Factoring Trinomials a=1 Break out box Escape room

Factoring Trinomials! Break out box/Break in Box escape room for factoring polynomials!

Product now up on TPT CLICK HERE! (not editable)

Product now up on TPT CLICK HERE! (editable)

All pictures of products are Amazon Affiliate links! I do receive a commission for anything purchased! Just a disclaimer.

IMG_2290

I got to use a break out lesson for my observation this year to teach factoring trinomials when a=1. It was an exploration lesson and it was SO fun!

The gist of the lesson was this:

~I reviewed FOILing
~I explained that we were now going backward
~I gave them examples of FOILing step by step and told them that they needed to figure out the numbers that were being used to break apart the polynomial

Factoring Polynomials
I also did this on the board vertically

~Each group had four questions after they factored each question they had a puzzle to solve

Factoring polynomials
This was a higher level group’s question

~Each answer for each problem had a different puzzle and would lead them to a number on their lock (or direction, or letter, or a room number, depending on the lock)

Solve a puzzle

 

Clues to each lock

 

Grouping

1. High-level group: This group I wanted to challenge so I gave them a few trinomials where a>1.
2. Medium-level: These were my run of the mill kids! Together we can! And they did!One group had all x2-bx+c and the other x2+bx-c.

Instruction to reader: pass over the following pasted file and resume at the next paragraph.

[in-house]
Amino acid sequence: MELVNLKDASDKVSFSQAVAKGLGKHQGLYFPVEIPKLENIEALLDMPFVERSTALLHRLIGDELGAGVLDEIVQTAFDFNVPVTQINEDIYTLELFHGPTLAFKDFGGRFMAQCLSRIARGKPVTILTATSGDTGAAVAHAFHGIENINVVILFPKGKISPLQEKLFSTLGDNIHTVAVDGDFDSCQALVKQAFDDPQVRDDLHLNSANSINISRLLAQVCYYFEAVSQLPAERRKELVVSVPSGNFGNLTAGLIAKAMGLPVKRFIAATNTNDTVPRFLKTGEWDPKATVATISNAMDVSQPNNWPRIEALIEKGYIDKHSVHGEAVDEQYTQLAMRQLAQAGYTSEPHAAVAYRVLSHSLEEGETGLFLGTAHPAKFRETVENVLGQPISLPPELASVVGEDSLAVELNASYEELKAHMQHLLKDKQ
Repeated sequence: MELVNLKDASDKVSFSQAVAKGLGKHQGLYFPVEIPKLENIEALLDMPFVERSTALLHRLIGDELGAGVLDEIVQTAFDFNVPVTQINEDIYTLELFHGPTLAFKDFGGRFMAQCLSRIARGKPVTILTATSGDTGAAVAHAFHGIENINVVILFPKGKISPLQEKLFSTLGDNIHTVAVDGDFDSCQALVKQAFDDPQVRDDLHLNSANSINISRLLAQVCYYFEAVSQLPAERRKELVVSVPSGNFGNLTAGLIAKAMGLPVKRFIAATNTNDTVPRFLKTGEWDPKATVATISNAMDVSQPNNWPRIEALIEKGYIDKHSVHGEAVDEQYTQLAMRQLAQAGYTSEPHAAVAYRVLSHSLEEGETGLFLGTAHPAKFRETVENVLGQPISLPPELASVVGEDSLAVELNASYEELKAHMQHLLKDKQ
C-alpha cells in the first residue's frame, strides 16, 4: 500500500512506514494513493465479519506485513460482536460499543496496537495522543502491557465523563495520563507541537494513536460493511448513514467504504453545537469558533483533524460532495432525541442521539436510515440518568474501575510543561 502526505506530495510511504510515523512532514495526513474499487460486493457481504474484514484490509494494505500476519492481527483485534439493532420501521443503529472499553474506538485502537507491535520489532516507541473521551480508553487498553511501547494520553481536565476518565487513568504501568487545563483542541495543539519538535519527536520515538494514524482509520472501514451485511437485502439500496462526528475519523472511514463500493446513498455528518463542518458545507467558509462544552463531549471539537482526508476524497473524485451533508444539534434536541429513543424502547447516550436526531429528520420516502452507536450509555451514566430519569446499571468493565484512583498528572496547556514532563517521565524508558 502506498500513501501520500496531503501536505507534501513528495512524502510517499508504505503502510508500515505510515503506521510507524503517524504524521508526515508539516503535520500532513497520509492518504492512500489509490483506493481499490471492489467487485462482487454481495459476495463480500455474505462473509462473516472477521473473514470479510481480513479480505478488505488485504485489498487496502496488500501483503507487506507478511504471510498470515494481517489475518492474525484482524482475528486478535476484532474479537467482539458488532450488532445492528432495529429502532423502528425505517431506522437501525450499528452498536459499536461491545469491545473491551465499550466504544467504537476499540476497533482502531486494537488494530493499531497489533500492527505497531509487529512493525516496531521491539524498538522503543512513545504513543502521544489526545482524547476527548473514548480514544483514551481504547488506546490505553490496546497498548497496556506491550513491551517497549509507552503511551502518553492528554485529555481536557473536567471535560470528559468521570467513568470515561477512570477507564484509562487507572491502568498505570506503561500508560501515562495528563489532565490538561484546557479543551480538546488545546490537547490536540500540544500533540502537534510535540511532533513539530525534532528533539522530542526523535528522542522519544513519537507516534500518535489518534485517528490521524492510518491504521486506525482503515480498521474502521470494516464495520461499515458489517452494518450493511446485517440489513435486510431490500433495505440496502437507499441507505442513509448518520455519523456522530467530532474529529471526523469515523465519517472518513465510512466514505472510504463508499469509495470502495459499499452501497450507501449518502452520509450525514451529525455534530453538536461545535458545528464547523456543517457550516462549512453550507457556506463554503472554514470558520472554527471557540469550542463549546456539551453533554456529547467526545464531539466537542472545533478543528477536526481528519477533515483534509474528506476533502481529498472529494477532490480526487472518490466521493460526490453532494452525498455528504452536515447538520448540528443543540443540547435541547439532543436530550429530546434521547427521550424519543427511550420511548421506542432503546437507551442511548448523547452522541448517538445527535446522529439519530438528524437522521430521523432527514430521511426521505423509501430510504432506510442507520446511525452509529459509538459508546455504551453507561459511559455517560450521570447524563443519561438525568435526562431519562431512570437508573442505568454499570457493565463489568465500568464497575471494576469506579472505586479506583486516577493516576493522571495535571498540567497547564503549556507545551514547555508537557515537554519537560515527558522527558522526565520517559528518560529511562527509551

3. Medium-level: These were my run of the mill kids! Together we can! And they did!One group had all x2-bx+c and the other x2+bx-c.
4. Medium-low-level: This group only had three problems. Their lock only had three digits. I also put students in this group that struggle a bit, but with time they can get it. All three problems were x2-bx-c.
5. Low-level group: This group had problems with all positive coefficients and constants so they wouldn’t have to mess with adding and subtracting integers. I wanted them to experience some success.

Locks

Directional Lock – Students used a digit of their answer, found it around the room, used a black light to find a direction (written in invisible ink) that they used on their lock.



 

4-Letter word lock– Students used their answer and added digits and found a certain letter from the alphabet to spell out a word. Very important that you choose a word that the lock spells. Don’t choose a word and figure out the lock doesn’t have that word.

 

4-digit lock– Just had the students solve the puzzle then made the answers match a number on the lock.

 

3-digit lock– Same as 4 digit.

Key Lock– The numbers that the students got sent them to a room where they got the key from one of my teacher-besties.


 

Other Resources to Complete the kit!

A bundle of locks- Cheaper than buying each sperate lock or if you want extras.

Hasp- Useed to clamp onto the box and all the locks clamp onto it.

Box- I put a bunch of candy in the box that of course was locked.





I tailored my answers to fit my locks. I would get an answer and add things to it or choose an element from it that when with my lock. So really I could use any problems I wanted, make up random answers and reset the locks to match the numbers I got!

Factoring Trinomials a>1 BREAK OUT

Advertisements

2 comments

Leave a Reply

Fill in your details below or click an icon to log in:

WordPress.com Logo

You are commenting using your WordPress.com account. Log Out /  Change )

Google+ photo

You are commenting using your Google+ account. Log Out /  Change )

Twitter picture

You are commenting using your Twitter account. Log Out /  Change )

Facebook photo

You are commenting using your Facebook account. Log Out /  Change )

Connecting to %s